It will further be seen, that the attempted refutation of the doctrine of perfectibility involves a denial of the human attributes of the founder of Christianity. Christ upon earth was“ perfect man.” Our reviewer says that this is impossible, because “ if he was perfect, he ceased to be a man;" and although the Divine Teacher, in his most impressive discourse, exhorts the human race to “be perfect as their Father in heaven is perfect,” we are told, upon the strength of a witticism from the writings of Mr. Malthus, that such an injunction is useless, and that it would be vain to look for its fulfilment.

“But let us now observe," continues the reviewer, “how Mr. Combe states the opposite principle :

" The other hypothesis,' he informs us, “is that the world was perfeet at first, but fell into derangement, continues in disorder, and does not contain within itself the elements of its own rectification.''

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The writer appears to be exceedingly angry at the words, "the other hypothesis,” but does not condescend to inform us of the nature of the words which he considers would be more respectful or expressive. We believe that it is, as Mr. Combe says, “ the other hypothesis ;” and as these words really present to our eye no offensive properties whatever, it appears to us that the pettish and trifling tone adopted by our reviewer with regard to them, is more characteristic of the touchy and unreasoning dignity of an offended girl, than of the style of argument which should be adopted in a philosophical dis cussion.

" The other hypothesis,” he says, “is not exactly what Mr. Combe has here been pleased to affirm. We Christians certainly believe the world, after its creation, to have fallen into derangement;' but the doctrine which Mr. Combe is pleased to term the spiritual hypothesis, is most imperfectly described in this infelicitous arrangement of words.

- The narrative of the Jewish law giver and historian, Moses, instructs us, that when the Almighty had created the world, he “saw that it was good.' This is what is meant by Mr. Combe, when he speaks of its being perfect.' But the same authority also tells us, that God having placed man in this paradise, was pleased to constitute him a responsible being. Under the position in which man was found by the tempter, there does not appear to have been any test to which he could have been subjected, excepting only that of obedience. At all events, this was the actual test by which he was tried : an express command was laid upon him; he failed in his obedience, and thus sorrow entered into the world as the punishment of sin. This, however, is a different account of the matter from that of Mr. Combe, who only tells us that the world fell into derangement.'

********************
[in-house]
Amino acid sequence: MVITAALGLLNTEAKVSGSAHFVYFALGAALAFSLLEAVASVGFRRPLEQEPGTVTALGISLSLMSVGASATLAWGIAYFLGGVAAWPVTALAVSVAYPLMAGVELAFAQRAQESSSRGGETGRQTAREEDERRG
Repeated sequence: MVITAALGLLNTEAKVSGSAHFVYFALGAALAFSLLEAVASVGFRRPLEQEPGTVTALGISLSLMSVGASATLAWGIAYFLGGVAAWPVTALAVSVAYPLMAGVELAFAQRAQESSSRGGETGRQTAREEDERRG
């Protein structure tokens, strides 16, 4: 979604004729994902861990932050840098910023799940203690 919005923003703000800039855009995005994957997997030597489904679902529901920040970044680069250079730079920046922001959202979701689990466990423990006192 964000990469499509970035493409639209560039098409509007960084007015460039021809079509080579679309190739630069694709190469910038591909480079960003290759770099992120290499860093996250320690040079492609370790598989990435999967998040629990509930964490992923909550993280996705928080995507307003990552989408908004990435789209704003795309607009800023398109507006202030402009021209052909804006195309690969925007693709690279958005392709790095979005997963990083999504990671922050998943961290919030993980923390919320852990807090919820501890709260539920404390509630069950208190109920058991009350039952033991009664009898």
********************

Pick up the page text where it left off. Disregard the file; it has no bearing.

Now this may appear to the reviewer to be a more felicitous arrangement of words, inasmuch as it is certainly a more diffuse arrangement, but at the end of the paragraph we arrive at no other idea than that which Mr. Combe has more appropriately, because more concisely, expressed. Nevertheless, we should be quite willing to accept the more elaborate statement of the reviewer, if he had not himself placed it out of our power to do so; for, having just asserted that “he certainly believes the world, after its creation, to have fallen into derangement,” he goes on to exhibit, in his own style, a singularly " infelicitous arrangement of words” or ideas, in the following extraordinary statement:

We do not believe the world to have fallen into derangement, but we believe it to have been visited with a curse. We do not believe it to contain within itself no element of rectification, but, on the contrary, that with the curse was united the promise of an "atonement.' Let us, then, cast away the almost barbarous language of Mr. Combe, and permit the Christian hypothesis to use its own. The real distinction between us is, that Mr. Combe considers man to be capable of arriving, through the medium of philosophy, and more particularly the new branch of it, phrenology, at the perfection of wisdom in this world ; whilst the Scriptures tell us to look for no perfection until we arise from the dead, in that purer and more exalted state of being which is promised in the revelations of our God unto mankind."